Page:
Clean Coding in Swift – Type Inference

Quick!  Tell me!  What is the Type of the  birdDetails constant in this code example:

With no additional context to glean information from, the correct answer to the question is, “I have absolutely no clue…”  Or is it?

“Not fair!”, you say.  “In the real world, I’d have the ability to option-click and learn the type from a pop-up tooltip, or learn this information by inspection from XCode’s utilities panel.”

Truth.  We would.  But… should we have to for an example like the one above?  Could we have helped ourselves out a bit by being explicit about the type of birdDetails?

This was the question I asked myself as I set out to determine how and when I prefer to explicitly specify the Types of my variables and constants at declaration-time, rather than letting the compiler infer the Type for me.

Type Inference is powerful and convenient.  It enables us to leave off explicit type specifications when we declare a variable or constant, leaving us with nice, terse, clean-looking code.  But in reality, for examples like the one posed above, is clean-looking truly “clean code”?

From Apple’s documentation:

Type inference enables a compiler to deduce the type of a particular expression automatically when it compiles your code, simply by examining the values you provide.

The key phrase that stuck out to me was this:  “Type inference enables a compiler to deduce the type of a particular expression…”.  Humans are not compilers!

I don’t know about you, but I could use all the help I can get when it comes to figuring out simple things like the Type resulting from an expression.  Sure, I could rely on the IDE, but in debugging, or in trying to simply read and understand what the intention of my code is when I come back to it sometime later, I want to focus on the code, not on pop-up tool tips or inspector panels.

For instances where deducing the type is not simple for a human to do (and I mean really simple), I’m getting to where I prefer to specify the Type up-front.  We’re used to doing this in Objective-C, and I even do it in C# when using  var would obscure things.  When a language gives me the option to be clear about Types, I try to take advantage of that valuable language feature for all but the simplest of situations.

The Simplest of Situations

Let’s think for a moment about this so-called “simplest of situations”.  I would define such a situation to be when the Type resulting from an expression can easily, at a glance, be inferred by a human being without assistance from an IDE.  It’s all about context here, and for these simplest of situations, I love Type Inference.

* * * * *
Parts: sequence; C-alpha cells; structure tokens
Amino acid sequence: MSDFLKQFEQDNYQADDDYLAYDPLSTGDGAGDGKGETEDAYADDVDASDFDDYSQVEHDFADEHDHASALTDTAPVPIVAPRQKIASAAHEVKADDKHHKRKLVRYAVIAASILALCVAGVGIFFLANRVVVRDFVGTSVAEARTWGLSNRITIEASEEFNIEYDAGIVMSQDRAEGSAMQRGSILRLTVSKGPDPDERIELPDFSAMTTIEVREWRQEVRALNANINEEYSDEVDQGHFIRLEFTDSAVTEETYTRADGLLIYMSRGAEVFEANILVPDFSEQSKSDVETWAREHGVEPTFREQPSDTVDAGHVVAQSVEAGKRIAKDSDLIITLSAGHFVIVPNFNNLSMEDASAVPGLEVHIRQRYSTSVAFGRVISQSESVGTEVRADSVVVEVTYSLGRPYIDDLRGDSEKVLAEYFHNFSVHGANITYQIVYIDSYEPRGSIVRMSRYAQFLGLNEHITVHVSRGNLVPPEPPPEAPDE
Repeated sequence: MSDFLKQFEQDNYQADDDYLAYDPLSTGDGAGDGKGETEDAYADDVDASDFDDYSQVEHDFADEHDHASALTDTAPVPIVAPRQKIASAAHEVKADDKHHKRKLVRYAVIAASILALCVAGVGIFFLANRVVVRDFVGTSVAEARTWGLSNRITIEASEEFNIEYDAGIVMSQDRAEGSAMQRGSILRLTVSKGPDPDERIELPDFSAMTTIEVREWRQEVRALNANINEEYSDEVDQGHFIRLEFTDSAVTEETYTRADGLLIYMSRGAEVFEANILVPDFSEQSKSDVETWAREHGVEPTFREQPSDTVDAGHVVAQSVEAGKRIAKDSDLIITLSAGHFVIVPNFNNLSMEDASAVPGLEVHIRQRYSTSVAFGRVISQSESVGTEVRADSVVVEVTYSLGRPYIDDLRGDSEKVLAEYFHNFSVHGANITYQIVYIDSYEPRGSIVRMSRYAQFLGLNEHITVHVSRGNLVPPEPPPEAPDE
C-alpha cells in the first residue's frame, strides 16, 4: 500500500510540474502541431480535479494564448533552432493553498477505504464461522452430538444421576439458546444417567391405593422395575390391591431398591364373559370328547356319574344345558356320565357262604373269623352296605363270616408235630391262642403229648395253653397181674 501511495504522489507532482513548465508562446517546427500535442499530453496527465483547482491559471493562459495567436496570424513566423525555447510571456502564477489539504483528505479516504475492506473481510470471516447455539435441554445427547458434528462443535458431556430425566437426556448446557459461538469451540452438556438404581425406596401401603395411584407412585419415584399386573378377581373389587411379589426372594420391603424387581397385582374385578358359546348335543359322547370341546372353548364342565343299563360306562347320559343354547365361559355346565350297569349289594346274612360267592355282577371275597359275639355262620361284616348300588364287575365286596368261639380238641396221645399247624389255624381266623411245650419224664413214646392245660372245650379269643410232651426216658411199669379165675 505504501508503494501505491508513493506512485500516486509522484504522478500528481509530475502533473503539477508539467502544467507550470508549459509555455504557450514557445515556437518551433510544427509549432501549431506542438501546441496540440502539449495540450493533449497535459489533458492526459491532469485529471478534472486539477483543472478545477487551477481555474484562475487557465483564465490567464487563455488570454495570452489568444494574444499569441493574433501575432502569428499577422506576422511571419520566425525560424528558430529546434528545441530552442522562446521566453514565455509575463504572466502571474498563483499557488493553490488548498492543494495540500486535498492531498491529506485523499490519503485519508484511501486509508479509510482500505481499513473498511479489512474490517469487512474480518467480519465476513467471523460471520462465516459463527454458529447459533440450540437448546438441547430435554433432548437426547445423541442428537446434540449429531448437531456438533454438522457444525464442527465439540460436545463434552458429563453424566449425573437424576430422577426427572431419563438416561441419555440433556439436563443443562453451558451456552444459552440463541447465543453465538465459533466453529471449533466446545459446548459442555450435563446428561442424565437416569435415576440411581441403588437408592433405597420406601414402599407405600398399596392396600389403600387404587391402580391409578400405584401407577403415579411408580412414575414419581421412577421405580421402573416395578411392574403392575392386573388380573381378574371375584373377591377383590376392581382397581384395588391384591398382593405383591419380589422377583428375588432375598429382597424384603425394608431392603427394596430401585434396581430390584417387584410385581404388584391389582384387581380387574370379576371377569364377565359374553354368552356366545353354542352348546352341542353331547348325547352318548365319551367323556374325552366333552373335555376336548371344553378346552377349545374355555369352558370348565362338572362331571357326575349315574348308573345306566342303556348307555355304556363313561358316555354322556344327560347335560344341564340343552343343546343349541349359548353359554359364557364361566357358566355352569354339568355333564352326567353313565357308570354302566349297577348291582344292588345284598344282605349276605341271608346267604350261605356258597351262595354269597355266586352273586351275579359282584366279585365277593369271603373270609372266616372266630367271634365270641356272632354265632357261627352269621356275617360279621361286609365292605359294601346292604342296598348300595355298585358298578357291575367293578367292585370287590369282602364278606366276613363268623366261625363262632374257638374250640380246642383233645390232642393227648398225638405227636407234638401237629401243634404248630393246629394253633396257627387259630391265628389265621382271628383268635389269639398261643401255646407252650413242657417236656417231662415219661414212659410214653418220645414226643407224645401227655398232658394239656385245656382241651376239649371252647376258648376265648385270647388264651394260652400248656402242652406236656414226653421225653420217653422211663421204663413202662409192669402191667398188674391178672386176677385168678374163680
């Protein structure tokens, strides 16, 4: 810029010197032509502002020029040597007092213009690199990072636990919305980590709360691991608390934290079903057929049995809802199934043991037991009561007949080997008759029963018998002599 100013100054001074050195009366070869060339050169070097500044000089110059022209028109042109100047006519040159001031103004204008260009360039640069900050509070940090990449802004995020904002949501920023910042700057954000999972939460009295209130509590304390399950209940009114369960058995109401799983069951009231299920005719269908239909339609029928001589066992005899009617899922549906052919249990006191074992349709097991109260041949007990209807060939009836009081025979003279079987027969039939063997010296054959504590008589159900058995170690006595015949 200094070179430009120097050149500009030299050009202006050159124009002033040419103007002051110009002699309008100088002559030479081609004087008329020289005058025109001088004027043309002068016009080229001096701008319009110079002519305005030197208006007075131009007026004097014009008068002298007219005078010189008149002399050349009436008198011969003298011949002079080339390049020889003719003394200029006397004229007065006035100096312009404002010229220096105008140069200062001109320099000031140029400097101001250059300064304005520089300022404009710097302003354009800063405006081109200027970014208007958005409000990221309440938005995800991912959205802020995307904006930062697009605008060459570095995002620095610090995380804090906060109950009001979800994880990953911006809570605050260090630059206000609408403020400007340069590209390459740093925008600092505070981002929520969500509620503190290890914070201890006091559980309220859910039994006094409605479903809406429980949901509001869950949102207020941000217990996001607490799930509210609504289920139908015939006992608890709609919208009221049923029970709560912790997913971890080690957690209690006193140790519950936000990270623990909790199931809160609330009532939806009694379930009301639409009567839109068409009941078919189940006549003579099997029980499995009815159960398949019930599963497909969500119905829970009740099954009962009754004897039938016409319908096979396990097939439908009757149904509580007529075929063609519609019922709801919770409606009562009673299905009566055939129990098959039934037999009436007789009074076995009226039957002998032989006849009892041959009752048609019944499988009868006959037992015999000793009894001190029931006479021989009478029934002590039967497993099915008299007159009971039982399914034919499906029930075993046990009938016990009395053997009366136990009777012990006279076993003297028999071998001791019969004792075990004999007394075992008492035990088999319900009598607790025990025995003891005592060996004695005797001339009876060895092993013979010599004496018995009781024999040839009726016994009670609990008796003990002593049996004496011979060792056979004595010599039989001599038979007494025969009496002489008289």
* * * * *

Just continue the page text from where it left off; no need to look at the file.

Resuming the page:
Compare the following two lines of code:


In the example just presented, typing “ : String ” to explicitly specify birdDetails’ type is superfluous in my opinion (and I prefer not to be repetitively redundant when I can).  It’s crystal clear that birdDetails in this example is a String.

However, in situations like the one at the beginning of the article where, by simply looking, I would have to answer, “I have no clue what the Type of this is”, my preference / proposal for your consideration would be to go ahead and specify the Type at declaration time.  Consider:

When I’m writing this the first time, I can spend the time looking up the function’s return Type and specify it when I declare my constant.  It will make my life so much easier down the road.

Don’t stumble over the fact that birdDetails is a  tuple type (String, String) .  The point is that the function could have returned anything, and it would still have been impossible for me to tell you what the Type of the constant was just by looking, had I not specified it upon its declaration.

Being explicit about the type in the declaration has great potential to immediately help us get our bearings around a particular set of code when we return to it after any length of time.  And it seems to me that one of the principal goals of writing clean code is to help ourselves and our teams make sense of code quicker so that everyone’s happier and more productive.